OUR PIONEER ANCESTORS
by Grace (Christie) Joyce
1911 - 2006
Granddaughter of Alexander Duncan Taylor and Carrie Dewhirst
of Maidstone Township, Essex County.
School Teacher and local Historian presentation given at Museum Heritage Week, February 1988
Today (February , 1988) at the beginning of Heritage Week we take a look back at our pioneer ancestors. I am directly descended from three of the pioneer families who took up land along the Talbot Road west of Essex in the 1830's. Ray and I are both descended from Alexander and Grace Taylor who came to Maidstone Township in 1833. Their farm now belongs to their last remaining great grandson, Wilfred Taylor.
Alexander Taylor was the first Reeve of Maidstone Township in 1850. When reading the names of the early municipal officers, I often wondered why his name appeared only once. I found the answer when doing some research at St. John's Anglican Church in Sandwich. His term of office had been cut short by his death in August 1850 at the age of 57.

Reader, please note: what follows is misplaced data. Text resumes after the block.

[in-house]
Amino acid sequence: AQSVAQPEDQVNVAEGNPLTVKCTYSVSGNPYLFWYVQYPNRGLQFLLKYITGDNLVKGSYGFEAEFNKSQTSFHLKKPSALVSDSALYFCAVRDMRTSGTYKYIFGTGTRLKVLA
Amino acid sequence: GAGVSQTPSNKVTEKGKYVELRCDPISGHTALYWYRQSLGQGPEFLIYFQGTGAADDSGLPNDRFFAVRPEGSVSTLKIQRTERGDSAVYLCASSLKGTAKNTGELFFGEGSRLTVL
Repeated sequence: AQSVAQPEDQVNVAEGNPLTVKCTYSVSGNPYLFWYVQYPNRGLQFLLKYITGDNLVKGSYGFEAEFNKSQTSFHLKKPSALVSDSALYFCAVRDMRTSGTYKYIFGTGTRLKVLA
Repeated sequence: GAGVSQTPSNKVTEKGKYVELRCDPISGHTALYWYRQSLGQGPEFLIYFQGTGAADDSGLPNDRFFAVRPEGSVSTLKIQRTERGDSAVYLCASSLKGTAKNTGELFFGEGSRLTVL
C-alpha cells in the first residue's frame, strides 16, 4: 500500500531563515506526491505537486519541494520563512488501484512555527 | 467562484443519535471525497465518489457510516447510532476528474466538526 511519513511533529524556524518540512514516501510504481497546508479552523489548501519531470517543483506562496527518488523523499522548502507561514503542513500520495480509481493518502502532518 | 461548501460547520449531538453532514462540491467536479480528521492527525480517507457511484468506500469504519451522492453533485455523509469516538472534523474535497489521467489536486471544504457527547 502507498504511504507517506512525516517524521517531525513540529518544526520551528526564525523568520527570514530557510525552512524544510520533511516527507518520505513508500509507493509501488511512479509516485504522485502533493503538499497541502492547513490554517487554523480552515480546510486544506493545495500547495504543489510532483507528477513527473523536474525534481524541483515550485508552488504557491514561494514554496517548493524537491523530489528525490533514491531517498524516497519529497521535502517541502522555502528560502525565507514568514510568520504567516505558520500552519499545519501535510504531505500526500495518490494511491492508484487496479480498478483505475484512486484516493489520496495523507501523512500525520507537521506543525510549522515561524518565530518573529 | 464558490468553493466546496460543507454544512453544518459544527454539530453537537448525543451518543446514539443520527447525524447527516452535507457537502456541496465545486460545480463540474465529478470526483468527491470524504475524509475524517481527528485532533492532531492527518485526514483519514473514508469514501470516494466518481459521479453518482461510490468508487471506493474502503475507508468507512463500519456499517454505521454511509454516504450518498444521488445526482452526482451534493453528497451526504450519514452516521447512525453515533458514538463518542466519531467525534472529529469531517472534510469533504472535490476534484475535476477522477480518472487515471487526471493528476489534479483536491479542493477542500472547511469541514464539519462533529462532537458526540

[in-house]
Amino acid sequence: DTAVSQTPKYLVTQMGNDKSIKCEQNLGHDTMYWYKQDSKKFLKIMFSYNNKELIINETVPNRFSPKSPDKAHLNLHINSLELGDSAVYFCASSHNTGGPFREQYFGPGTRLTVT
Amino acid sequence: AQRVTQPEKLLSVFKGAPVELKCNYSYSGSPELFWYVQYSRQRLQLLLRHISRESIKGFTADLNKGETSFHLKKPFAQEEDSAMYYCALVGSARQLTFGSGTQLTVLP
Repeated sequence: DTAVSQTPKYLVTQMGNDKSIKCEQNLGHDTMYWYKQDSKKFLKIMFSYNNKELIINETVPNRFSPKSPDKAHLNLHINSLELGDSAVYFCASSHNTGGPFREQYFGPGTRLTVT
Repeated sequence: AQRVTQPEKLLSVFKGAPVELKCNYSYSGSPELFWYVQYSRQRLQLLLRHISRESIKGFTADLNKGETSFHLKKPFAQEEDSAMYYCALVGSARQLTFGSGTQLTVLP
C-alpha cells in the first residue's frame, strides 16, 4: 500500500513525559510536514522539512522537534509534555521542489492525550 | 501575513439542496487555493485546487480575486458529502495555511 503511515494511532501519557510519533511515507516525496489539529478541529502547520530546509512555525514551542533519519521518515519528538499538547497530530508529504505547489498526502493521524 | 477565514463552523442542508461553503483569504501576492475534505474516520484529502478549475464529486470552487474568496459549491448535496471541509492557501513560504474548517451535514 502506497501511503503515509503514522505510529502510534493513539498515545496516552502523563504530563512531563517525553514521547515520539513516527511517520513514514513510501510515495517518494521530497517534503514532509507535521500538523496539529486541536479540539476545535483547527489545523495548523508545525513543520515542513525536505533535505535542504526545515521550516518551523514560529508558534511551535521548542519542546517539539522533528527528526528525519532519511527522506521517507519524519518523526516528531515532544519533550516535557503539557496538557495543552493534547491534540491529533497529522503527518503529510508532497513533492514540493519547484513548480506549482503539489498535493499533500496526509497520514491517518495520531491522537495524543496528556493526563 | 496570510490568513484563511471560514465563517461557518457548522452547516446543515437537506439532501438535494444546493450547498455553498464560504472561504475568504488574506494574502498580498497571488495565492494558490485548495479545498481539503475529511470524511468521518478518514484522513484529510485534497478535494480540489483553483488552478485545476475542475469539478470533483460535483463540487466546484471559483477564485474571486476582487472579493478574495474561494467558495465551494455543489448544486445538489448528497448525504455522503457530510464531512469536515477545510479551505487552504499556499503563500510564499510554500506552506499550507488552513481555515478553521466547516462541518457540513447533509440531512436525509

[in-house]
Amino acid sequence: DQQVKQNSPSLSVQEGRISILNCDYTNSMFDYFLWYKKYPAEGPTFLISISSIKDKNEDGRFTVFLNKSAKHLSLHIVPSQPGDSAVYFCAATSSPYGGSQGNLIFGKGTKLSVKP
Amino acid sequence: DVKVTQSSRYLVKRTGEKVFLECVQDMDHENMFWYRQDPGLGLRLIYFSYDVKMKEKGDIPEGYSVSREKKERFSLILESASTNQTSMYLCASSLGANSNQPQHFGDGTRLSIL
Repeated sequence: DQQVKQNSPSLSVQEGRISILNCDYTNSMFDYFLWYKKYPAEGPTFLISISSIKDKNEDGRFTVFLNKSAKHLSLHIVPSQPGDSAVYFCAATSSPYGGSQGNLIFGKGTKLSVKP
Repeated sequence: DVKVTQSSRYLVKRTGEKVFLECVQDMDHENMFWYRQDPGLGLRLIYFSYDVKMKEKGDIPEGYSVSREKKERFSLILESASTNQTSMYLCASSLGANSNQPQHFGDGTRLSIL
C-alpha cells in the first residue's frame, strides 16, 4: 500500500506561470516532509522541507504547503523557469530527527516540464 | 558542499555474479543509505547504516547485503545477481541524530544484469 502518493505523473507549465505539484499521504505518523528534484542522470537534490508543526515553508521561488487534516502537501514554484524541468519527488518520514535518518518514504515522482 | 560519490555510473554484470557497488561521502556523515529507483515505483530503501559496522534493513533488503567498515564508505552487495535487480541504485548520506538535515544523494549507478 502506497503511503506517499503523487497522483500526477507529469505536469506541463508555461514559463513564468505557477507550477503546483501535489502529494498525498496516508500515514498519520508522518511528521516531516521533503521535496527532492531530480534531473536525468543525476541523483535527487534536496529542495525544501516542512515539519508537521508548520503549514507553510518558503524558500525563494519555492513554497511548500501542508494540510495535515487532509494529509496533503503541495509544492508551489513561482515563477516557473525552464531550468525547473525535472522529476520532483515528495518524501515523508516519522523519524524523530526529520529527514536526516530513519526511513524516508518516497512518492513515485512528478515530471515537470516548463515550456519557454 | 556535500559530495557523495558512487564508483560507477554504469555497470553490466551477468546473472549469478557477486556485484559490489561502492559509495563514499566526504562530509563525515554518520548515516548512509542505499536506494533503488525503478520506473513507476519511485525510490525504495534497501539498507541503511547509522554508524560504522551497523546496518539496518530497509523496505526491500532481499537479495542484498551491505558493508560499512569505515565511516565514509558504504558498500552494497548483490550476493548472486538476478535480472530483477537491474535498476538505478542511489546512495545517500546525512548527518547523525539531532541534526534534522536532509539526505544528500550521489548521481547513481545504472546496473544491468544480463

Alexander Taylor's oldest son, Robert Taylor, once owned part of the homestead but in 1852 he sold his share to his brother William and bought land at the corner of the 8th concession and the North Middle Road. After selling this farm, Robert Taylor kept a general store and a blacksmith's shop in North Woodslee. He was appointed postmaster in 1875. He sold his store in 1880 but kept on as postmaster until his death in 1890.
Alexander Taylor's second son, also Alexander Taylor, farmed for a few years in Sandwich South and then bought 100 acres in Lot 20, South Middle Road, about a half mile west of North Woodslee in the 1860's. There was an old house on the farm but he replaced it with a new one. The old kitchen was kept as a storage area.
Alexander Taylor died in 1872 at the age of 47, leaving his wife with five daughters and three sons. The oldest daughter was nineteen and the baby was six months old. The oldest son, Alexander Duncan Taylor, was only 8 years old. The family remained on the farm and in 1879 put up a new barn which is still standing. My grandfather, Duncan Taylor, who was 17 years old, was hauling lumber for the new barn. The team ran away and the load upset. Grandfather suffered a broken leg and other injuries. Because the doctor did not think he would survive, the leg was never properly set and he remained permanently lame.